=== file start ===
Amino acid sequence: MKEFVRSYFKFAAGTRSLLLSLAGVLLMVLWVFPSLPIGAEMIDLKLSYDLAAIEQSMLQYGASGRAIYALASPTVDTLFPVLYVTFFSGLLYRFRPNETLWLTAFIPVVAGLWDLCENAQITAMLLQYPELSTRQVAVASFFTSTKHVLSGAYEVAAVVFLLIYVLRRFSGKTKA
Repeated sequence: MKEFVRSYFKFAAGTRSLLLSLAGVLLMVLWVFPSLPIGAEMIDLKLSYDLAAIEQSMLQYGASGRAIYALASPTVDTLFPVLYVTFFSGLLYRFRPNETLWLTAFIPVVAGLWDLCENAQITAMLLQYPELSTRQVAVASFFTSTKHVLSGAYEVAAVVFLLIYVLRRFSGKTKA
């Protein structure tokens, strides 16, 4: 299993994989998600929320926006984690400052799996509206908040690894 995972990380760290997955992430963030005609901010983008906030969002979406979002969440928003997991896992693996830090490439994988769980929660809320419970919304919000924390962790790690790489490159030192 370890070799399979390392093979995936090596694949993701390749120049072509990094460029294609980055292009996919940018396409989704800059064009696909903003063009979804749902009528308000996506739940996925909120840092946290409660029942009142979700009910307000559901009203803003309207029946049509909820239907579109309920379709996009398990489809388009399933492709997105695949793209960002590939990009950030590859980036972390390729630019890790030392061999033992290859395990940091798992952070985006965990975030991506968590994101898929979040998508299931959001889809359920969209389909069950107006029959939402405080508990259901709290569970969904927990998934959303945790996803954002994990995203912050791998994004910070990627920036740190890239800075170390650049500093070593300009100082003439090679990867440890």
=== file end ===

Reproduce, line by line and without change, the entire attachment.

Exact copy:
Amino acid sequence: MKEFVRSYFKFAAGTRSLLLSLAGVLLMVLWVFPSLPIGAEMIDLKLSYDLAAIEQSMLQYGASGRAIYALASPTVDTLFPVLYVTFFSGLLYRFRPNETLWLTAFIPVVAGLWDLCENAQITAMLLQYPELSTRQVAVASFFTSTKHVLSGAYEVAAVVFLLIYVLRRFSGKTKA
Repeated sequence: MKEFVRSYFKFAAGTRSLLLSLAGVLLMVLWVFPSLPIGAEMIDLKLSYDLAAIEQSMLQYGASGRAIYALASPTVDTLFPVLYVTFFSGLLYRFRPNETLWLTAFIPVVAGLWDLCENAQITAMLLQYPELSTRQVAVASFFTSTKHVLSGAYEVAAVVFLLIYVLRRFSGKTKA
């Protein structure tokens, strides 16, 4: 299993994989998600929320926006984690400052799996509206908040690894 995972990380760290997955992430963030005609901010983008906030969002979406979002969440928003997991896992693996830090490439994988769980929660809320419970919304919000924390962790790690790489490159030192 370890070799399979390392093979995936090596694949993701390749120049072509990094460029294609980055292009996919940018396409989704800059064009696909903003063009979804749902009528308000996506739940996925909120840092946290409660029942009142979700009910307000559901009203803003309207029946049509909820239907579109309920379709996009398990489809388009399933492709997105695949793209960002590939990009950030590859980036972390390729630019890790030392061999033992290859395990940091798992952070985006965990975030991506968590994101898929979040998508299931959001889809359920969209389909069950107006029959939402405080508990259901709290569970969904927990998934959303945790996803954002994990995203912050791998994004910070990627920036740190890239800075170390650049500093070593300009100082003439090679990867440890």